money are called                     Dollar
  "denominations." You can tell      • Abraham Lincoln $5 - Five
  what denomination a coin is          Dollars
  by its size, its color, and of     • Alexander Hamilton $10 -
  course by what it says on it.        Ten Dollars
  Paper money is a little
  trickier, because it's all the     • Andrew Jackson $20 -
  same size and color. Reading         Twenty Dollars
  the bill will tell you what it's   • Ulysses S. Grant $50 - Fifty
  worth…but there's another            Dollars
  way too. Each denomination         • Benjamin Franklin $100 - One
  of paper money has a                 Hundred Dollars
  portrait of a famous
  American on it:
The Adventures of Penny
            Not just anyone can make
              money. In fact, only the
              government can make
              money. Coins, like me,
              are made at a place
              called the United States
              Mint. There are big
              pieces of metal at the
              Mint. They stamp the
              metal with a big heavy
              machine called a press,
              and out pops a perfect
              penny….or nickel…or
              dime….or quarter…or
              half dollar.
    The Adventures of Penny
• The Bureau of Printing and Engraving makes
  paper money. Paper money is printed on big
  sheets of paper, and then cut into the size
  that fits in your pocket.
• Every coin or bill that the government makes
  has the year it was made stamped or printed
  on it. This afternoon when you go home, ask an
  adult if you can look at the money in their
  pocket and see if you can find the year it was
  made.
The Adventures of Penny
  with the Professor
            •   Coins are made in Philadelphia,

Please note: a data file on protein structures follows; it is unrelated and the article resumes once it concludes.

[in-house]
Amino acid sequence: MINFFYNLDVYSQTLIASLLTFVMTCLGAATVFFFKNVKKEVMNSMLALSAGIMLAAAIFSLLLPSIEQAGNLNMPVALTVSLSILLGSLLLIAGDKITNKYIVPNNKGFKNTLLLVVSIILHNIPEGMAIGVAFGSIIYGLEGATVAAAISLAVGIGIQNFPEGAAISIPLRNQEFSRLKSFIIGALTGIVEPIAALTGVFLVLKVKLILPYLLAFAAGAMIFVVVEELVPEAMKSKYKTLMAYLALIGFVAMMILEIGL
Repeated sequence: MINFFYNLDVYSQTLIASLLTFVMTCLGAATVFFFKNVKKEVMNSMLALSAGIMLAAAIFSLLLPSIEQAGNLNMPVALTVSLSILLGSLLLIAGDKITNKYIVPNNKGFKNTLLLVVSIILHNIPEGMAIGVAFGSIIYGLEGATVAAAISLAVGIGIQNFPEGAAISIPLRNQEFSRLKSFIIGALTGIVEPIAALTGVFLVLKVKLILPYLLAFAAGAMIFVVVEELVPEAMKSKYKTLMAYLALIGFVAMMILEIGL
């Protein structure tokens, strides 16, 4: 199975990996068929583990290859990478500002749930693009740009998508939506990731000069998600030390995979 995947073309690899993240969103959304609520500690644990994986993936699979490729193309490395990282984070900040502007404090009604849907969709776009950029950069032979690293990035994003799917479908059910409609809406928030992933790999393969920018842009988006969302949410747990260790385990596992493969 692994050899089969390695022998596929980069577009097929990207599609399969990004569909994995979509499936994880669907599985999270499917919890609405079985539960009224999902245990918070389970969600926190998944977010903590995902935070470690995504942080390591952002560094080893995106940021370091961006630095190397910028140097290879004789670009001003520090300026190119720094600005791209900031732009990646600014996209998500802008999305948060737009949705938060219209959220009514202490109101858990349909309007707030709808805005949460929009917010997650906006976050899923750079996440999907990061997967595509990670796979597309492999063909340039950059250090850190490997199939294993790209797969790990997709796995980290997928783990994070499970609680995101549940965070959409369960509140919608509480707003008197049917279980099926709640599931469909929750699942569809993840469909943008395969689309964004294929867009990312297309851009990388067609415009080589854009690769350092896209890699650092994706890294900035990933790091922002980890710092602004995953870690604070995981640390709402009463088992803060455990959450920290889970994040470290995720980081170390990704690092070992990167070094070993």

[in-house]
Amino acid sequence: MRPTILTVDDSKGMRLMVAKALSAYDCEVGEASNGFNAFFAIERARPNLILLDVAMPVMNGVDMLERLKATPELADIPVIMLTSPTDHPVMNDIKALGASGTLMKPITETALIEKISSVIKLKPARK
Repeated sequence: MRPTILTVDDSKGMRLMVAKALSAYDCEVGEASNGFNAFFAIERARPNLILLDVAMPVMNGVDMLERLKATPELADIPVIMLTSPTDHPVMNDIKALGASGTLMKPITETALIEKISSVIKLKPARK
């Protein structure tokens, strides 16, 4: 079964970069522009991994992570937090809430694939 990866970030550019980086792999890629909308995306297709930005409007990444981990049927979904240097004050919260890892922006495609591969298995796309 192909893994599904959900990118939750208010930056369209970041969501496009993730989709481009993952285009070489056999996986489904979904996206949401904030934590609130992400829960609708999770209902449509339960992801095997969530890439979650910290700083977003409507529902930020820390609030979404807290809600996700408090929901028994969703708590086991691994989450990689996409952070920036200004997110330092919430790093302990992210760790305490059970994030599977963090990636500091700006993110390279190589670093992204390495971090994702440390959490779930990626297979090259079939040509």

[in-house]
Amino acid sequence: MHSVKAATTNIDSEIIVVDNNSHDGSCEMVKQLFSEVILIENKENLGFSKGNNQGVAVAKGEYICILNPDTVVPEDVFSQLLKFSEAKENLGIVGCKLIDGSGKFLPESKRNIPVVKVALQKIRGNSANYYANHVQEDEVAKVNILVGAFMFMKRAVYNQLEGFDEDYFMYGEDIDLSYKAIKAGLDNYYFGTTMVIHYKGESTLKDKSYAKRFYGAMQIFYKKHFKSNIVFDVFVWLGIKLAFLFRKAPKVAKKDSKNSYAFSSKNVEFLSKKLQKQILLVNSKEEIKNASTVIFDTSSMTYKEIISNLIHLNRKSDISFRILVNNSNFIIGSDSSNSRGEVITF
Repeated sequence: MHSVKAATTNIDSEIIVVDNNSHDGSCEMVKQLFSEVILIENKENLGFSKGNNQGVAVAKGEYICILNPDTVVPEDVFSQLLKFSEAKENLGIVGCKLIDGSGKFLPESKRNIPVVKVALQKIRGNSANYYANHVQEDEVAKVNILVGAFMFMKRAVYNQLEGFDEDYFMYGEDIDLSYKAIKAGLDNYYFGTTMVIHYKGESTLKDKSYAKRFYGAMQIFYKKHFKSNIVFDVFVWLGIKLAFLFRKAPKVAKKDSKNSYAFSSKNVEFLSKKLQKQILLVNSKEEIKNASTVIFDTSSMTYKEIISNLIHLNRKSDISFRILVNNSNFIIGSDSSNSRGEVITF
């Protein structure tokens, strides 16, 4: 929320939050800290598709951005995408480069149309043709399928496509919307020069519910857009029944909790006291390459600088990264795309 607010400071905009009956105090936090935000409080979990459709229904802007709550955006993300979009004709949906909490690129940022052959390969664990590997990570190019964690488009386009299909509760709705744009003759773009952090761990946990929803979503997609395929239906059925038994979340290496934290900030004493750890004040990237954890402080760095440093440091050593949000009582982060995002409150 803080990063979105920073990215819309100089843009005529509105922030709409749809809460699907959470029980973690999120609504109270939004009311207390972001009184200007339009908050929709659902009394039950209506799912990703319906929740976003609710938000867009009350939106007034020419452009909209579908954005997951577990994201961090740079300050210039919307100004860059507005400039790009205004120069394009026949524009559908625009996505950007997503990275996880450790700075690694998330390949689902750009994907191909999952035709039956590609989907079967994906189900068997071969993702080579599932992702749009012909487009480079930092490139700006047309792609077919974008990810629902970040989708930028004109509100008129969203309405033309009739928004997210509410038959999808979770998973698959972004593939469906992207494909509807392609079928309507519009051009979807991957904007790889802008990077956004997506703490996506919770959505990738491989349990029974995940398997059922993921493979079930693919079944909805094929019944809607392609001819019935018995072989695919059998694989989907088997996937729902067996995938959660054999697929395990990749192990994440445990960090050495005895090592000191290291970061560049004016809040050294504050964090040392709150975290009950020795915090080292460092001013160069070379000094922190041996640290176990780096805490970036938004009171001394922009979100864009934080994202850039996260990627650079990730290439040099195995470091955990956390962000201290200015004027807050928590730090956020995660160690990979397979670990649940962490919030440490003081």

Pennsylvania; Denver, Colorado and San
                Francisco, California. Paper money is
                printed in Washington, DC and Texas.
                Pennies are made of zinc covered with
                copper. Nickels are a mixture of
                copper and nickel. Dimes, quarters,
                half-dollars and dollar coins are three
                layers of metal. The center layer is
                pure copper (you can see it on the
                edge), the top and bottom layers are a
                mixture of copper and nickel.
            •   48% of the paper money printed each
                year is $1 bills.
            •   What happens to money when it gets
                old? Coins that are bent and unusable
                are melted to make new coins. Paper
                money is shredded and recycled. It is
                estimated that over 15 million pounds
                of paper money are shredded each
                year!*
            •   *NY Federal Reserve Bank
The Adventures of Penny
            • After my friends and I are
              made, we get sent to a place
              called the Federal Reserve
              Bank. This is a really big
              place, where there is lots and
              lots of money. We wait at
              the Federal Reserve Bank
              until local banks and credit
              unions need us.
            • When we're needed, we jump
              on a truck and go to the same
              bank or credit union that you
              go to.
The Adventures of Penny
  with the Professor
            •   There are 12 Federal Reserve
                Banks in the United States.
                They are located in Boston,
                New York, Philadelphia,
                Cleveland, Richmond, Atlanta,
                Chicago, St. Louis, Minneapolis,
                Kansas City, Dallas, and San
                Francisco. Local banks order
                money from the Federal
                Reserve Bank when they need
                it. Demand for money
                increases at certain times of
                the year. For example, in
                November and December,
                when people are using cash for
                holiday shopping, local banks
                order "extra" money from the
                Federal Reserve Bank.